We recently ran a survey on compensation in tech startups in Singapore. This topic is very much a top-of-mind for many founders. Compensation data - base pay, bonus, stock options etc - are hard to come by. Existing salary surveys tend to focus on established IT companies and their roles (e.g. sales, marketing), but don’t quite capture the nuances that startups face.
So we decided to ask startup founders in Singapore. We sent out a survey that asked 4 questions. The intent was to keep the survey brief - founders are busy. We also wanted to get the information out there fast and then iterate later. Responses from 13 founders came very quickly, almost all commenting that they have been looking for compensation data.
A sneak peak into the background profile of MHV's team members. First up on our profile series is Dimitra Taslim, our Sr. Investment Analyst.
1) So, what's your story?
I'm Chinese Indonesian. I moved to Singapore when I was nine years old and later to the UK, where I studied and worked for eight years. I also spent about one and a half years travelling across Africa, Europe, the Indian subcontinent and Southeast Asia.
Despite the constant lamenting of low female-to-male ratio in the tech industry, the poor representation of women in technical roles hasn’t always been the case. According to some NPR research, some of the world’s computing pioneers were women. And for a while, there were actually more women studying computer science than men.
But ever since personal computers arrived in American homes, that number began to plummet. This was thanks to the notion that computers were for boys -- so male students naturally had a leg up because they had the opportunity to learn programming languages in their spare time.
According to Girls Who Code, 74% of young girls in the US are interested in STEM fields and computer science but by the time they make a decision on their academic or professional careers, a shifts occurs.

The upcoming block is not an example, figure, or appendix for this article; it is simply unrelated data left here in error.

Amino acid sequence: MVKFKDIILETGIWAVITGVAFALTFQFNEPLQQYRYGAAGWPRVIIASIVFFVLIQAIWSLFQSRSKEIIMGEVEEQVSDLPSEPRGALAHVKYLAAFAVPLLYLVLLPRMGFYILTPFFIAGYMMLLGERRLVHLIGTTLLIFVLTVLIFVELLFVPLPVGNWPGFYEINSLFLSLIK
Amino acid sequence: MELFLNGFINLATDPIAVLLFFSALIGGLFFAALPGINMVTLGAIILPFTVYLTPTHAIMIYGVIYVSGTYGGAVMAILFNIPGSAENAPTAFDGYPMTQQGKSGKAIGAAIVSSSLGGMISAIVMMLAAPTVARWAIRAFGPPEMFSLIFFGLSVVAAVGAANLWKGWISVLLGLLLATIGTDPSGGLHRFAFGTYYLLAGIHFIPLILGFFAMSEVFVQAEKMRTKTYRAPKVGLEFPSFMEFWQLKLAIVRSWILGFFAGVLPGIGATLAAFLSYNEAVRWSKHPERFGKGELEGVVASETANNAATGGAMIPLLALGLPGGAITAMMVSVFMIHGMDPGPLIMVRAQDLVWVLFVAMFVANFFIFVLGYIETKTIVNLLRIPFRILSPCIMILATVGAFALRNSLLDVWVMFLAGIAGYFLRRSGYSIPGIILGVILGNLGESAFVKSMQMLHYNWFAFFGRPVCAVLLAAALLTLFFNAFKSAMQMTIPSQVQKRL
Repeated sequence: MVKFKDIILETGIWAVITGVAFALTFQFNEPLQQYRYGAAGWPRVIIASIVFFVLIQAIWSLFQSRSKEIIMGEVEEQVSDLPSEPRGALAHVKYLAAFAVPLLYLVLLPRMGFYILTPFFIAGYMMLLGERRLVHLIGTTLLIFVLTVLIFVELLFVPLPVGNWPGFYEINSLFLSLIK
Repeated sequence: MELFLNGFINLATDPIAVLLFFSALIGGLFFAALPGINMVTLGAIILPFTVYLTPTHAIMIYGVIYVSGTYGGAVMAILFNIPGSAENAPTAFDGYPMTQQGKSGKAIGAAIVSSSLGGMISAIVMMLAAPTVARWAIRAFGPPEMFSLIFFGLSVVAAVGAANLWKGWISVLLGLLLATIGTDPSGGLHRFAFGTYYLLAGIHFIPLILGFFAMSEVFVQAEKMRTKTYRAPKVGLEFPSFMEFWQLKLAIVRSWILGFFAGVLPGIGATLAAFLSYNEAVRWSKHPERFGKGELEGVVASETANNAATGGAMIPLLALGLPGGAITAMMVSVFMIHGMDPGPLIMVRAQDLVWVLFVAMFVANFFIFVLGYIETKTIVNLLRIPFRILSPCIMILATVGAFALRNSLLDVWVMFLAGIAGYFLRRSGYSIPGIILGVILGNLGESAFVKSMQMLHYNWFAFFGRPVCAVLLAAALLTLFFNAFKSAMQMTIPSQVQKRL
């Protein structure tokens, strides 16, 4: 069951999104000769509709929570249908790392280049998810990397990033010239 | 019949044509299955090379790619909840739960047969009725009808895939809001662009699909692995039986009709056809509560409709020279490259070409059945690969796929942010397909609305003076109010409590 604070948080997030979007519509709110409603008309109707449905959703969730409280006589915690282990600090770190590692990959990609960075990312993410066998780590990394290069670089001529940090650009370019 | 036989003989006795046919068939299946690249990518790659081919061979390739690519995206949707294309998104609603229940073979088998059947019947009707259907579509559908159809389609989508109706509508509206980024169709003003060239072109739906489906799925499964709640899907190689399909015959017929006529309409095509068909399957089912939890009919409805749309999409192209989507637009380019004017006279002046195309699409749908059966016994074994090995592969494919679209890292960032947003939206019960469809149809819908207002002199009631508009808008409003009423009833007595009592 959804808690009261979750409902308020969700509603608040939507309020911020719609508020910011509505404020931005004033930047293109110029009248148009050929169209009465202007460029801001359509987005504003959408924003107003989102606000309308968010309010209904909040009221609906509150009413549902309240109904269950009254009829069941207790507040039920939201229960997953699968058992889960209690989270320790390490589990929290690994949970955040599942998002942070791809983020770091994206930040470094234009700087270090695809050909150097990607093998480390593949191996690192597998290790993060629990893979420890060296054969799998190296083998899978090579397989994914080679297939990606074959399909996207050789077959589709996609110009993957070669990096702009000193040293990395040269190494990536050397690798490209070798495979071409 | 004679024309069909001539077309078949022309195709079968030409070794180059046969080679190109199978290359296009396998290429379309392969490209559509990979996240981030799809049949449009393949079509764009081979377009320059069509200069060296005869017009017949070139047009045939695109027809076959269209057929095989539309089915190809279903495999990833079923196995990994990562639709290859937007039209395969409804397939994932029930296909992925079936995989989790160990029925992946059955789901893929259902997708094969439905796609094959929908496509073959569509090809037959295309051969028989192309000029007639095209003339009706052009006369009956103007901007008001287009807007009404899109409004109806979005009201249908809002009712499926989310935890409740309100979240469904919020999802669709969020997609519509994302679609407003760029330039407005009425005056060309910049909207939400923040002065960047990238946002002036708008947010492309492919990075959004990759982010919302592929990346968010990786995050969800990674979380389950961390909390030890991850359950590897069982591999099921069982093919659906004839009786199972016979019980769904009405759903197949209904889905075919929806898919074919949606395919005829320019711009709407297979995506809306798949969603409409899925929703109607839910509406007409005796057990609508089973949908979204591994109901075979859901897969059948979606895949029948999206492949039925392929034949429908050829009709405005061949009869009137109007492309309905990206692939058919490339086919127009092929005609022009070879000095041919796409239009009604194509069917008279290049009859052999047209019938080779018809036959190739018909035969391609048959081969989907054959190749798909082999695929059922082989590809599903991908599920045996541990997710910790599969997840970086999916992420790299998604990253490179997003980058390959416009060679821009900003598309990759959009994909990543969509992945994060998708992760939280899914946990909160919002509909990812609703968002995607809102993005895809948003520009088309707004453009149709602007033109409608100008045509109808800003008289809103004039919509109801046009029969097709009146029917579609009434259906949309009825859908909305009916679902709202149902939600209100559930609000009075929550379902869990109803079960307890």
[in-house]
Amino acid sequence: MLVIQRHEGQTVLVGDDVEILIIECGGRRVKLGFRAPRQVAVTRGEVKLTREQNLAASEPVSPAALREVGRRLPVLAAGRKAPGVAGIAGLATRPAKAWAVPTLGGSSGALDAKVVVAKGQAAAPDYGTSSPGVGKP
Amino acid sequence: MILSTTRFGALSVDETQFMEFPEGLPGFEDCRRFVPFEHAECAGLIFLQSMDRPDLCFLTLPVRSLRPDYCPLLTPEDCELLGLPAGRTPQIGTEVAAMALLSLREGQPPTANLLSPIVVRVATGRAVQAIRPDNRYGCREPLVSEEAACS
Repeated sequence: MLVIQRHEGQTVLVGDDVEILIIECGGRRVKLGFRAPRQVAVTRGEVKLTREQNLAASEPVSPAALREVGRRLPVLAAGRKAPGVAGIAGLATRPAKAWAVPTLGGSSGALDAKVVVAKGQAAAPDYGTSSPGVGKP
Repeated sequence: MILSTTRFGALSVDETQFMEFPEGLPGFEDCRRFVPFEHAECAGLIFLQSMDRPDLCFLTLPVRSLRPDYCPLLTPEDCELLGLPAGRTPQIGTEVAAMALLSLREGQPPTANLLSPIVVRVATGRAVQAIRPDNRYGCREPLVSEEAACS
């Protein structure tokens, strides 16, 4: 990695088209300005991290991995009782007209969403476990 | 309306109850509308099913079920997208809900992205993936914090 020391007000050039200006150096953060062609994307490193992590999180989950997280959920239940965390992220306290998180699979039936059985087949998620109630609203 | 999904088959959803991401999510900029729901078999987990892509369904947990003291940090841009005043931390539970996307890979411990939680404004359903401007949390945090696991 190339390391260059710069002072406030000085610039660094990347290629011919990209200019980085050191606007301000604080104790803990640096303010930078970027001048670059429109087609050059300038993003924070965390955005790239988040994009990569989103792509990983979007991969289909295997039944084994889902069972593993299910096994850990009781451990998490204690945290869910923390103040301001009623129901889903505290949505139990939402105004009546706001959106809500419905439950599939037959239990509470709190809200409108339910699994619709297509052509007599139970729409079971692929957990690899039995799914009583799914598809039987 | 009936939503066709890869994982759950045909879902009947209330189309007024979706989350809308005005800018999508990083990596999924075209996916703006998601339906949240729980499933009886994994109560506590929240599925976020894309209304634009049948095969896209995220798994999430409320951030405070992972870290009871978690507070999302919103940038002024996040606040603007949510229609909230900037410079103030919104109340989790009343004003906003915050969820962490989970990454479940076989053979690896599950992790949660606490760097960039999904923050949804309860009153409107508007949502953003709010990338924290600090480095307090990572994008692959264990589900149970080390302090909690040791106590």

In the world of startups, there is a schism between real value creation and the irrational funding market. Strange as it is, these two things can co-exist without much correction for a sustained period of time.
What is this schism?
On one hand, there is an ecosystem of startups hard at work, disrupting incompetent, traditional models of business, whilst making markets more efficient and creating real economic value. This faction works for the long-term and is completely rational.
On the other hand lies the venture capital industry. It thrives on opacity and is driven by egos and primal instincts. It is fearful during bad times and greedy during good times. It is an almost dysfunctional utopia where valuations could shift by the billions in a day, even when the needle hasn’t moved on value creation. This faction is emotional and largely irrational.
What is the truth that everyone knows?
An insider observation on what kind of person you need to be to work in a VC by Omid Scheybani, our MBA intern this summer. Coming from the Stanford Graduate School of Business, Omid previously worked at Google, specializing on product distribution in emerging markets.
As someone who is doing his MBA right in the heart of Silicon Valley, I notice a lot of people talking, dreaming, wishing to work in Venture Capital. In fact, not that surprising considering that a recent study of 151 VC Partners in the US found that 53% of them had MBAs — 60% of whom from either Stanford or Harvard (source).
At some point I was so intrigued by the industry that I decided to find out for myself. Given my passion for emerging markets, I wanted that experience to take place in South East Asia, so I ended up with Monk’s Hill Ventures (MHV) which is an industry-agnostic fund that invests across the region (focused on Series A investments). [more]
We hosted 25 amazing entrepreneurs at the recent Monk’s Hill Ventures founders’ dinner. Ninja Van CEO Chang Wen Lai spoke with Managing Director Kuo-Yi Lim about his fundraising experience, and the lessons learnt whilst helming Ninja Van to a US$30M Series B. [more]